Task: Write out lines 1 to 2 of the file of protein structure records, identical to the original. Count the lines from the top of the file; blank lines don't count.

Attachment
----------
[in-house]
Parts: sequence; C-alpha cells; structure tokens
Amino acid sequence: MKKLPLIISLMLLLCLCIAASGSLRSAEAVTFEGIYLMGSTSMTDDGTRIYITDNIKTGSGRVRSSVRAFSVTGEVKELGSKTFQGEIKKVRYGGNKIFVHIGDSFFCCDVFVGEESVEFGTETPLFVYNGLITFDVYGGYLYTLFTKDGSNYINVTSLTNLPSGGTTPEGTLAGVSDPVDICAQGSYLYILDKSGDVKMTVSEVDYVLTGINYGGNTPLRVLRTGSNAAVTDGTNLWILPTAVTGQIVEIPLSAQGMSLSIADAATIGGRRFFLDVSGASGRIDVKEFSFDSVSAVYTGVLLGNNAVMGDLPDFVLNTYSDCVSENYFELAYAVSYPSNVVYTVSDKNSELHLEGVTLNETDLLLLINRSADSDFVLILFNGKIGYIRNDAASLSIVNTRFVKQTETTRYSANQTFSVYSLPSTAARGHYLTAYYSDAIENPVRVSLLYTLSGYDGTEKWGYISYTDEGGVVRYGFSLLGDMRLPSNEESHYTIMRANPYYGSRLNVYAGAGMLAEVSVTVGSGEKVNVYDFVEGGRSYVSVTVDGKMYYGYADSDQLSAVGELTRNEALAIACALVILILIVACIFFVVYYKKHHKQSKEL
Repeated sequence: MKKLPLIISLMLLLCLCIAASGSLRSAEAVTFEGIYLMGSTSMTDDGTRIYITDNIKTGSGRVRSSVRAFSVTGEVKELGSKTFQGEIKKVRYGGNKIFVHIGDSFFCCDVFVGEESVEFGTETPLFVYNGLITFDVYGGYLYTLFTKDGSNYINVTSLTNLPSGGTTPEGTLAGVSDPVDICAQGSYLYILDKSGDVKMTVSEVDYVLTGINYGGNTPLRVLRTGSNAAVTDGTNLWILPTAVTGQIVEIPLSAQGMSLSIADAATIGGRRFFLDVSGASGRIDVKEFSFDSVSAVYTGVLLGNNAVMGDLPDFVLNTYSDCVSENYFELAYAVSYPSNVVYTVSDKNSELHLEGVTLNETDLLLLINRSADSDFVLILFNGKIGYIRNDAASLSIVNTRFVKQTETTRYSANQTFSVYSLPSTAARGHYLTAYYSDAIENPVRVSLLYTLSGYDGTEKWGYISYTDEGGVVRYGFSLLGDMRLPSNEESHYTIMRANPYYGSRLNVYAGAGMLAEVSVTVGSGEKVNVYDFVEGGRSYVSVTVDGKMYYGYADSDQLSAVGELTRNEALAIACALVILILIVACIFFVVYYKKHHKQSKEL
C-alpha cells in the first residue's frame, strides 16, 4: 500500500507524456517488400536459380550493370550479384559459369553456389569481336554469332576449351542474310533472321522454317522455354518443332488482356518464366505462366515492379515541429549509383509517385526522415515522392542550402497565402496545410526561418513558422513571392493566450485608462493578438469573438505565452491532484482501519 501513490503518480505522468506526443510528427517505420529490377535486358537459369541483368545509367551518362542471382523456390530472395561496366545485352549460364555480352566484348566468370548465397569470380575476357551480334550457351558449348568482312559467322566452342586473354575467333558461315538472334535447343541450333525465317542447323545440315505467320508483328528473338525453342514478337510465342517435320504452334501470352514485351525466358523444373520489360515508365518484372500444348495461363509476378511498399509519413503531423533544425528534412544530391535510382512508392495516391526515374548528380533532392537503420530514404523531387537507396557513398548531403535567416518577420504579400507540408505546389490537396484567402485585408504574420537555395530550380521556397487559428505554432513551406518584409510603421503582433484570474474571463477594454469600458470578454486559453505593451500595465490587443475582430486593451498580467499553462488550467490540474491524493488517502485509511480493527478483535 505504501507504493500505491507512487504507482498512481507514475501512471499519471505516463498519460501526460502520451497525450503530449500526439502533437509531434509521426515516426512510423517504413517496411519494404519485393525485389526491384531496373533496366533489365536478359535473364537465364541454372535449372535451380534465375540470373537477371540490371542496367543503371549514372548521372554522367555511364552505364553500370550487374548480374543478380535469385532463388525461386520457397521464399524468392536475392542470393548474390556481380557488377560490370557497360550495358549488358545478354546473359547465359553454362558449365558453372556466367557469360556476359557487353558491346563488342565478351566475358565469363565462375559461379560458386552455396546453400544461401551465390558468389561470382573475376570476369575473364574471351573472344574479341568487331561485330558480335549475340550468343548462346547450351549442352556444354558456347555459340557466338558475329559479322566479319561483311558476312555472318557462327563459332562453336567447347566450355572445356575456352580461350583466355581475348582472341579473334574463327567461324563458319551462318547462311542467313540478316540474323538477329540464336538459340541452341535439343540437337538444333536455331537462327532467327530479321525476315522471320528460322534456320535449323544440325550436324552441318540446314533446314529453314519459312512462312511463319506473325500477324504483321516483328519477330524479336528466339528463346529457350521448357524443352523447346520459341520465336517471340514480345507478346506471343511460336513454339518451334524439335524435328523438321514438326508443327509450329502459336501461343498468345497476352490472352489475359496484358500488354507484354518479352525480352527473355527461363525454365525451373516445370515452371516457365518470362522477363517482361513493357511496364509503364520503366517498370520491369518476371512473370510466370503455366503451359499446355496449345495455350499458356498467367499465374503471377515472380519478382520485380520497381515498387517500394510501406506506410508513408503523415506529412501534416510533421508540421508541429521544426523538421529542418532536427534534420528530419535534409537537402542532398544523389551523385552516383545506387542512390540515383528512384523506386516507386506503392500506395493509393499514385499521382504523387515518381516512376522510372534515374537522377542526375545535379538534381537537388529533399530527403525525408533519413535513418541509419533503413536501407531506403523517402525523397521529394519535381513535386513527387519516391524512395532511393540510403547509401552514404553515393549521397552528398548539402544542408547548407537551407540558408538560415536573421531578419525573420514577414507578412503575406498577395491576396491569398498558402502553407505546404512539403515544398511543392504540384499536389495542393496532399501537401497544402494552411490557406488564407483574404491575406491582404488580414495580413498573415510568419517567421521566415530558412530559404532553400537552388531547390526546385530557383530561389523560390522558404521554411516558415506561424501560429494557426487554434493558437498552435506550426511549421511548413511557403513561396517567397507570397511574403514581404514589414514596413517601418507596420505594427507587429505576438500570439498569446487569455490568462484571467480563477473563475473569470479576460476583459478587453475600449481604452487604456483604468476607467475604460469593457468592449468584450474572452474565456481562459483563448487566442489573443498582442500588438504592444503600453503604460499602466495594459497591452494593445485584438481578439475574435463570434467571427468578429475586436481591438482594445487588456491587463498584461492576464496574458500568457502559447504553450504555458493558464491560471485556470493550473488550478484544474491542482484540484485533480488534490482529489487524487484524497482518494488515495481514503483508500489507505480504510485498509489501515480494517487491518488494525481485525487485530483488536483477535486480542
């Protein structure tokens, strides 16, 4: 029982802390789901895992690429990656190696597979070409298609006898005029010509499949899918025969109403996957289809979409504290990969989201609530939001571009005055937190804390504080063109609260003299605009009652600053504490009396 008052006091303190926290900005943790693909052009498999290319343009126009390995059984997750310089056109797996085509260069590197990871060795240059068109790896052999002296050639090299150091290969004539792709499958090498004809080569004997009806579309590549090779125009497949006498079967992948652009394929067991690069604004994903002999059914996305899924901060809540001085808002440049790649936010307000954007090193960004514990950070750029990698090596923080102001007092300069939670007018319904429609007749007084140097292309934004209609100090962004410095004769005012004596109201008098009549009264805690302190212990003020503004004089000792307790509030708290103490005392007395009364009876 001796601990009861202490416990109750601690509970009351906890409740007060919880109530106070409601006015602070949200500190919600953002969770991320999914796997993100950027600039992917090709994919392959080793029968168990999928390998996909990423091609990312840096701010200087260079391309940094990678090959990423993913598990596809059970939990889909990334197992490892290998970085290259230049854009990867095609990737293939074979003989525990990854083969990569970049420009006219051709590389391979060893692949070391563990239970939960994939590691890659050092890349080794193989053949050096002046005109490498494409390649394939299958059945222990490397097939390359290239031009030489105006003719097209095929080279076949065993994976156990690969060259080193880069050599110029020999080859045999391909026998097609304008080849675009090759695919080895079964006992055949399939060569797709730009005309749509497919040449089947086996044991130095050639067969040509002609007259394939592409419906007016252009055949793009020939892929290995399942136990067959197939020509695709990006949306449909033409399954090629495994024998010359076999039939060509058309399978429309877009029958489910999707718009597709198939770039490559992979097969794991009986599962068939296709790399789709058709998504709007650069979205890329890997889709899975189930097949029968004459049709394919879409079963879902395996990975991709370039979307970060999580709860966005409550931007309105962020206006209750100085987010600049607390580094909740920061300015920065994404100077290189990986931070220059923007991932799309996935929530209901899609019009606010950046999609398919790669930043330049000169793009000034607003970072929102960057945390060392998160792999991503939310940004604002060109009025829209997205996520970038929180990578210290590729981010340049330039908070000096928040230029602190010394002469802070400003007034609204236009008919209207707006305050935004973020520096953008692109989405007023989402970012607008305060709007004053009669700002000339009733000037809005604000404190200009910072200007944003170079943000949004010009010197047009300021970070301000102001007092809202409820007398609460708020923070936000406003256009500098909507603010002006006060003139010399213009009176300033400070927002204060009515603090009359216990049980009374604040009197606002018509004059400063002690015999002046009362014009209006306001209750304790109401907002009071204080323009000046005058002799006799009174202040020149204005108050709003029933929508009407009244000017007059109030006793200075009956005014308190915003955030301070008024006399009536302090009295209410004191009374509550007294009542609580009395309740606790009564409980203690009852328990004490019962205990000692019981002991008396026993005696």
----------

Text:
[in-house]
Parts: sequence; C-alpha cells; structure tokens